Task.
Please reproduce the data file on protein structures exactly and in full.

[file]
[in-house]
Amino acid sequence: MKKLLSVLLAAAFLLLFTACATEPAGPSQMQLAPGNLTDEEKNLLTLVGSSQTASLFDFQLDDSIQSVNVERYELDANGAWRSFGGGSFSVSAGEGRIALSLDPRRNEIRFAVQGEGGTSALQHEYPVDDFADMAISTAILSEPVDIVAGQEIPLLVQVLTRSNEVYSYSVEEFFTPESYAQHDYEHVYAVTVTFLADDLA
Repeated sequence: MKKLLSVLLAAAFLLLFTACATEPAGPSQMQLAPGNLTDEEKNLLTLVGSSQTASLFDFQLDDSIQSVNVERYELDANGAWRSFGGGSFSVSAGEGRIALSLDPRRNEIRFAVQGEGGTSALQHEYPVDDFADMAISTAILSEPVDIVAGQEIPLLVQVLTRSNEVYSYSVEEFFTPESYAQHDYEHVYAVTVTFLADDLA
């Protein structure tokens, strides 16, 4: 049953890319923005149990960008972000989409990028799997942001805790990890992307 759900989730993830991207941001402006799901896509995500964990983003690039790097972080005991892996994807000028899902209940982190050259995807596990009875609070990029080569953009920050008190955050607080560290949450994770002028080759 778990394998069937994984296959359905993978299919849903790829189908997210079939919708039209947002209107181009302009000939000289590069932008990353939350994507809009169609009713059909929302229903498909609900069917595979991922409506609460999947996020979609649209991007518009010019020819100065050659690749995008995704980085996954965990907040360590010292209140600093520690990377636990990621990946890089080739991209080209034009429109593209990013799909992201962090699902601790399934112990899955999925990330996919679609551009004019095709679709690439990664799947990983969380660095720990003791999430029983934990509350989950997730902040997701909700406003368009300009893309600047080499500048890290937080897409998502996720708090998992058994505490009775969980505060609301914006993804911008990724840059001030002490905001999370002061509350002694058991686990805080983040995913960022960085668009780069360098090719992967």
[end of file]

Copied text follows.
[in-house]
Amino acid sequence: MKKLLSVLLAAAFLLLFTACATEPAGPSQMQLAPGNLTDEEKNLLTLVGSSQTASLFDFQLDDSIQSVNVERYELDANGAWRSFGGGSFSVSAGEGRIALSLDPRRNEIRFAVQGEGGTSALQHEYPVDDFADMAISTAILSEPVDIVAGQEIPLLVQVLTRSNEVYSYSVEEFFTPESYAQHDYEHVYAVTVTFLADDLA
Repeated sequence: MKKLLSVLLAAAFLLLFTACATEPAGPSQMQLAPGNLTDEEKNLLTLVGSSQTASLFDFQLDDSIQSVNVERYELDANGAWRSFGGGSFSVSAGEGRIALSLDPRRNEIRFAVQGEGGTSALQHEYPVDDFADMAISTAILSEPVDIVAGQEIPLLVQVLTRSNEVYSYSVEEFFTPESYAQHDYEHVYAVTVTFLADDLA
């Protein structure tokens, strides 16, 4: 049953890319923005149990960008972000989409990028799997942001805790990890992307 759900989730993830991207941001402006799901896509995500964990983003690039790097972080005991892996994807000028899902209940982190050259995807596990009875609070990029080569953009920050008190955050607080560290949450994770002028080759 778990394998069937994984296959359905993978299919849903790829189908997210079939919708039209947002209107181009302009000939000289590069932008990353939350994507809009169609009713059909929302229903498909609900069917595979991922409506609460999947996020979609649209991007518009010019020819100065050659690749995008995704980085996954965990907040360590010292209140600093520690990377636990990621990946890089080739991209080209034009429109593209990013799909992201962090699902601790399934112990899955999925990330996919679609551009004019095709679709690439990664799947990983969380660095720990003791999430029983934990509350989950997730902040997701909700406003368009300009893309600047080499500048890290937080897409998502996720708090998992058994505490009775969980505060609301914006993804911008990724840059001030002490905001999370002061509350002694058991686990805080983040995913960022960085668009780069360098090719992967």